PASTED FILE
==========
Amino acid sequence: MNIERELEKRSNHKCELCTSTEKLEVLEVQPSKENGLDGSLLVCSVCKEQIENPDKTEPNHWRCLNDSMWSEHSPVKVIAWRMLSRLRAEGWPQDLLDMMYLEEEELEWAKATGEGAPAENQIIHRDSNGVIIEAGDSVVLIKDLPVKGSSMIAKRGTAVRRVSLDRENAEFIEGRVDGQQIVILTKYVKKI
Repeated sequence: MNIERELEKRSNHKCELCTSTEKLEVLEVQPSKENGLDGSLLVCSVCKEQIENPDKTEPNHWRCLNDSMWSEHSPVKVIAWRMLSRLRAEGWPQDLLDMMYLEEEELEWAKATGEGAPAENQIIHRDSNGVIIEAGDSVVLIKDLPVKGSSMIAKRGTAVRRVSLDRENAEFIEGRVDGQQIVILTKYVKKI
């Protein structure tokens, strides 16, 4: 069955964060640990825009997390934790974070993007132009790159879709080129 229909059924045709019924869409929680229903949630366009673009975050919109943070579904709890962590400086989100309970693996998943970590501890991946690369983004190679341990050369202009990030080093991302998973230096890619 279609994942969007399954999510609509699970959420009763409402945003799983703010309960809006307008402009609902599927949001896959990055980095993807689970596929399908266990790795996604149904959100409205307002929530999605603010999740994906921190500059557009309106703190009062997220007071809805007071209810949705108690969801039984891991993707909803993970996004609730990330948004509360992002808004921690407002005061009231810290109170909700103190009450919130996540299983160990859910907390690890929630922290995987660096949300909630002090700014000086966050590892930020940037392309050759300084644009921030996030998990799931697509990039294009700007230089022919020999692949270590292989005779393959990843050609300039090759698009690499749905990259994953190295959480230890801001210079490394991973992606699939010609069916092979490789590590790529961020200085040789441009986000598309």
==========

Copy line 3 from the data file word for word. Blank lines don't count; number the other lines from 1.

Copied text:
């Protein structure tokens, strides 16, 4: 069955964060640990825009997390934790974070993007132009790159879709080129 229909059924045709019924869409929680229903949630366009673009975050919109943070579904709890962590400086989100309970693996998943970590501890991946690369983004190679341990050369202009990030080093991302998973230096890619 279609994942969007399954999510609509699970959420009763409402945003799983703010309960809006307008402009609902599927949001896959990055980095993807689970596929399908266990790795996604149904959100409205307002929530999605603010999740994906921190500059557009309106703190009062997220007071809805007071209810949705108690969801039984891991993707909803993970996004609730990330948004509360992002808004921690407002005061009231810290109170909700103190009450919130996540299983160990859910907390690890929630922290995987660096949300909630002090700014000086966050590892930020940037392309050759300084644009921030996030998990799931697509990039294009700007230089022919020999692949270590292989005779393959990843050609300039090759698009690499749905990259994953190295959480230890801001210079490394991973992606699939010609069916092979490789590590790529961020200085040789441009986000598309």